Employers Gird for Disabilities Act Changes
Amendments to the Americans with Disabilities Act that take effect on May 24 are intended to make businesses focus on accommodation. An attorney explains what owners should expect and do
Recent amendments to the Americans with Disabilities Act widen the range of disabilities and shift the burden of proof from employees to business owners in labor disputes, says Jeff Nowak, a labor and employment attorney at Franczek Radelet in Chicago. The new regulations issued last month by the U.S.Equal Employment Opportunity Commission were mandated by the ADA Amendments Act of 2008 and will take effect on May 24. In fiscal year 2010, there were 25,165 disability discrimination charges filed with the EEOC, up from 21,451 charges in fiscal year 2009.Nowak says employers will have to spend more in the future to accommodate disabled employees and assign staff to handle impairment requests. He spoke recently to Smart Answers columnist Karen E. Klein. Edited excerpts of their conversation follow.
Karen E. Klein: How do the amended rules compare to the original Americans With Disabilities Act of 1990?
Jeff Nowak: The amendments were enacted on Sept. 25, 2008, and became effective on Jan. 1, 2009. The law made a number of significant changes to the definition of “disability” under the Americans with Disabilities Act (ADA). Congress approved the final regulations drafted by the EEOC on a bipartisan vote and they were published last month.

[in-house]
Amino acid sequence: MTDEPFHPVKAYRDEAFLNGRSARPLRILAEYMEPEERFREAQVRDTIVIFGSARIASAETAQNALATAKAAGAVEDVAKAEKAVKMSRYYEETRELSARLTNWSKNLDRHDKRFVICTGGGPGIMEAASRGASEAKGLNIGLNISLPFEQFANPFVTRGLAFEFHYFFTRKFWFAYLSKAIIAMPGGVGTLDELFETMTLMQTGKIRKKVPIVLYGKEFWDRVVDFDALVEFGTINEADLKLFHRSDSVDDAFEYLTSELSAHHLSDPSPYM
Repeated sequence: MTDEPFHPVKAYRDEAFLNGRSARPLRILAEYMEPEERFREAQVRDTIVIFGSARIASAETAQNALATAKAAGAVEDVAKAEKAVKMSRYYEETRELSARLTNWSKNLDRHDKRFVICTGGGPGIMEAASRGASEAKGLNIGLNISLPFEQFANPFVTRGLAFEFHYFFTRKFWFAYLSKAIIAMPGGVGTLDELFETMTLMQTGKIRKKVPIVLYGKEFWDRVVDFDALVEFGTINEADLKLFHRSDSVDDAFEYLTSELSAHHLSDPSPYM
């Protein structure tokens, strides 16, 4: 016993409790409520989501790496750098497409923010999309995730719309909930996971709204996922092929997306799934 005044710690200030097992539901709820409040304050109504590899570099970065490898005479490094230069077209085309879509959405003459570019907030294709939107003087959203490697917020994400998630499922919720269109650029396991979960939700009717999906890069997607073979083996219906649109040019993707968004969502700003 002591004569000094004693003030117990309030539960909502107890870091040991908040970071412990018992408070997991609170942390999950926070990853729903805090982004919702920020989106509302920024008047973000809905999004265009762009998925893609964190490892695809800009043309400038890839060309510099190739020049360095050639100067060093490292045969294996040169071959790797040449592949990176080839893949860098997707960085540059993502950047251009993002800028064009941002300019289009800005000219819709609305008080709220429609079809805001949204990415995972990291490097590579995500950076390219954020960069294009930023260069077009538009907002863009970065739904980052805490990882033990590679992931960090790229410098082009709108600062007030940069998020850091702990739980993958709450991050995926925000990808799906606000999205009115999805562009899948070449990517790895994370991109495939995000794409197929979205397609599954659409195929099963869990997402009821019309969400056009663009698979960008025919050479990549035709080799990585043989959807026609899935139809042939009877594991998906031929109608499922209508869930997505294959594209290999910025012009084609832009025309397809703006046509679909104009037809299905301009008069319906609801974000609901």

As originally enacted, the ADA defines someone with a disability as one who has a physical or mental impairment that substantially limits one or more major life activities. Individuals also may be protected by the ADA if they are regarded as having a disability, such as HIV, or having a record of a disability, such as alcoholism.
What does the amended law change?
It did nothing to change that basic definition. However, since the ADA took effect, the courts have construed the definition in a relatively narrow fashion. So a court could dispose of a case alleging discrimination by finding that the individual was not actually disabled.
The amendments make sweeping changes in the manner in which these terms now are construed. The final regulations include specific language that says the term “disability” should be broadly construed to the maximum extent permitted by the terms of the ADA.
The message from Congress and the EEOC for business couldn’t be any clearer: Stop focusing on whether someone is disabled and focus on the potential discrimination and reasonable accommodation.
These new regulations list certain impairments that the EEOC says will virtually always be found to be a disability. What are those conditions?
They include deafness, blindness, autism, cancer, cerebral palsy, diabetes, epilepsy, and major depression. It’s not a per se list, stating that every one of these conditions will always be considered a disability, but it went nearly that far.
What’s interesting about this list is the EEOC has always taken the position that you have to conduct an individual assessment to see what the person can or can’t do before you make a determination of disability. For instance, I can’t assume that diabetes is a disability until I make an assessment of the employee’s disability. Now the burden is shifted to the employer to prove it does not constitute a disability.
Certainly if someone is blind or in a wheelchair with cerebral palsy, there’s not much dispute that they’re disabled.